I’m sorry, but I don’t want to be an emperor. That’s not my business. I don’t want to rule or conquer anyone. I should like to help everyone – if possible - Jew, Gentile - black man - white. We all want to help one another. Human beings are like that. We want to live by each other’s happiness - not by each other’s misery. We don’t want to hate and despise one another. In this world there is room for everyone. And the good earth is rich and can provide for everyone. The way of life can be free and beautiful, but we have lost the way.
Greed has poisoned men’s souls, has barricaded the world with hate, has goose-stepped us into misery and bloodshed. We have developed speed, but we have shut ourselves in. Machinery that gives abundance has left us in want. Our knowledge has made us cynical. Our cleverness, hard and unkind. We think too much and feel too little. More than machinery we need humanity. More than cleverness we need kindness and gentleness. Without these qualities, life will be violent and all will be lost.
The airplane and the radio have brought us closer together. The very nature of these inventions cries out for the goodness in men - cries out for universal brotherhood - for the unity of us all. Even now my voice is reaching millions throughout the world - millions of despairing men, women, and children - victims of a system that makes men torture and imprison innocent people.
To those who can hear me, I say - do not despair. The misery that is now upon us is but the passing of greed - the bitterness of men who fear the way of human progress. The hate of men will pass, and dictators die, and the power they took from the people will return to the people. And so long as men die, liberty will never perish.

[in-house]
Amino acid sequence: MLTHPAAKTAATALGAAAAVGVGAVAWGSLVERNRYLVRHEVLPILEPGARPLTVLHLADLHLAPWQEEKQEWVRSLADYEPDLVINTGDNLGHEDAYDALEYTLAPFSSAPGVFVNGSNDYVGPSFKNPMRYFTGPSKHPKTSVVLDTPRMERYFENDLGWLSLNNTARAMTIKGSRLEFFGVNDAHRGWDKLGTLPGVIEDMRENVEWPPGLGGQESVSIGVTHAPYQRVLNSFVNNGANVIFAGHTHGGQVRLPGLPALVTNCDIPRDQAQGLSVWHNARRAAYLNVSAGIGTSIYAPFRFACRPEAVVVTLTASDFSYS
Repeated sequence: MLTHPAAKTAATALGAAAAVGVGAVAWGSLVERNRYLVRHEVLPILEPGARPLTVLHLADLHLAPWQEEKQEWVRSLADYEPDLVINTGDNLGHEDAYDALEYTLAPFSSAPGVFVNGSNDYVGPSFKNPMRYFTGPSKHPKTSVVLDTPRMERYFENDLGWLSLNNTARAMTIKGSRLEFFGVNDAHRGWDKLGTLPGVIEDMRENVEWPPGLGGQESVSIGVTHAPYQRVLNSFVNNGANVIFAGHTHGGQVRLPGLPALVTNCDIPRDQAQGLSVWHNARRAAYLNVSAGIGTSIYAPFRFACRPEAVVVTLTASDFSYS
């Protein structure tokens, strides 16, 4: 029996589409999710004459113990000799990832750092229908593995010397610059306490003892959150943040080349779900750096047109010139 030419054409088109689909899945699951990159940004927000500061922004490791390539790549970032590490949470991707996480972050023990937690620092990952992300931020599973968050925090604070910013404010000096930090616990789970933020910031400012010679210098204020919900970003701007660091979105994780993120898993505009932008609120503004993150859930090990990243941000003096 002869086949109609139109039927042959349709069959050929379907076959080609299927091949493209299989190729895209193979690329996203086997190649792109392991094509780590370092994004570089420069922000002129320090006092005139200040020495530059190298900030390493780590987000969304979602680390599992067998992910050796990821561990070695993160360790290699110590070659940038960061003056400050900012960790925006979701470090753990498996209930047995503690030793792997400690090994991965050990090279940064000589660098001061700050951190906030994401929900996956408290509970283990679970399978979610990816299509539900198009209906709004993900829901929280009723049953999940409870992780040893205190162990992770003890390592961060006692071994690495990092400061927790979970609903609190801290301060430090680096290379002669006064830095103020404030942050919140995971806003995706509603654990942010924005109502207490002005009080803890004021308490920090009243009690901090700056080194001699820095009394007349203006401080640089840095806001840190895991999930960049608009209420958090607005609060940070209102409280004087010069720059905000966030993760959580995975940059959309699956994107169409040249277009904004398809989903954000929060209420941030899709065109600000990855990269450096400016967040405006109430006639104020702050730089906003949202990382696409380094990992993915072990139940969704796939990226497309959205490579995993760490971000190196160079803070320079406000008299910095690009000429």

Soldiers! Don’t give yourselves to brutes - men who despise you - enslave you - who regiment your lives - tell you what to do - what to think and what to feel! Who drill you - diet you - treat you like cattle, use you as cannon fodder. Don’t give yourselves to these unnatural men - machine men with machine minds and machine hearts! You are not machines! You are not cattle! You are men! You have the love of humanity in your hearts! You don’t hate! Only the unloved hate - the unloved and the unnatural! Soldiers! Don’t fight for slavery! Fight for liberty!
In the 17th Chapter of Saint Luke it is written: “the Kingdom of God is within man” - not one man nor a group of men, but in all men! In you! You, the people have the power - the power to create machines. The power to create happiness! You, the people, have the power to make this life free and beautiful, to make this life a wonderful adventure.
Then - in the name of democracy - let us use that power - let us all unite. Let us fight for a new world - a decent world that will give men a chance to work - that will give youth a future and old age a security. By the promise of these things, brutes have risen to power. But they lie! They do not fulfill that promise. They never will.

Dictators free themselves but they enslave the people! Now let us fight to fulfill that promise! Let us fight to free the world - to do away with national barriers - to do away with greed, with hate and intolerance. Let us fight for a world of reason, a world where science and progress will lead to all men’s happiness. Soldiers! In the name of democracy, let us all unite!